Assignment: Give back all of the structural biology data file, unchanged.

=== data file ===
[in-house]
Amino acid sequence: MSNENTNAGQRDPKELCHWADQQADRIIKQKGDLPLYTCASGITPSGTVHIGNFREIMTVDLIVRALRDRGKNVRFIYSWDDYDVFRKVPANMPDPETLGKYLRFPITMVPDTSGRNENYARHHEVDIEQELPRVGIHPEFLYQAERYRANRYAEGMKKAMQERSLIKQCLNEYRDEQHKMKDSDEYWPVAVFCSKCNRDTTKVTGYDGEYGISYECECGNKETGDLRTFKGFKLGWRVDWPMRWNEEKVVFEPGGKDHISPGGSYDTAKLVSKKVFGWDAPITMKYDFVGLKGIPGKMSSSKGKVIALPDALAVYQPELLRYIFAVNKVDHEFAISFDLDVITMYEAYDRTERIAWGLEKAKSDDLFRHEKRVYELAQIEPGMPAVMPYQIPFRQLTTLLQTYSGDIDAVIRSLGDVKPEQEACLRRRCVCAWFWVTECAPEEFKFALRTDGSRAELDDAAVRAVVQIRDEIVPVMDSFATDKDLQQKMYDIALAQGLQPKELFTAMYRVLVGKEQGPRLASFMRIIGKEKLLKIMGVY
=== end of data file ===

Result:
[in-house]
Amino acid sequence: MSNENTNAGQRDPKELCHWADQQADRIIKQKGDLPLYTCASGITPSGTVHIGNFREIMTVDLIVRALRDRGKNVRFIYSWDDYDVFRKVPANMPDPETLGKYLRFPITMVPDTSGRNENYARHHEVDIEQELPRVGIHPEFLYQAERYRANRYAEGMKKAMQERSLIKQCLNEYRDEQHKMKDSDEYWPVAVFCSKCNRDTTKVTGYDGEYGISYECECGNKETGDLRTFKGFKLGWRVDWPMRWNEEKVVFEPGGKDHISPGGSYDTAKLVSKKVFGWDAPITMKYDFVGLKGIPGKMSSSKGKVIALPDALAVYQPELLRYIFAVNKVDHEFAISFDLDVITMYEAYDRTERIAWGLEKAKSDDLFRHEKRVYELAQIEPGMPAVMPYQIPFRQLTTLLQTYSGDIDAVIRSLGDVKPEQEACLRRRCVCAWFWVTECAPEEFKFALRTDGSRAELDDAAVRAVVQIRDEIVPVMDSFATDKDLQQKMYDIALAQGLQPKELFTAMYRVLVGKEQGPRLASFMRIIGKEKLLKIMGVY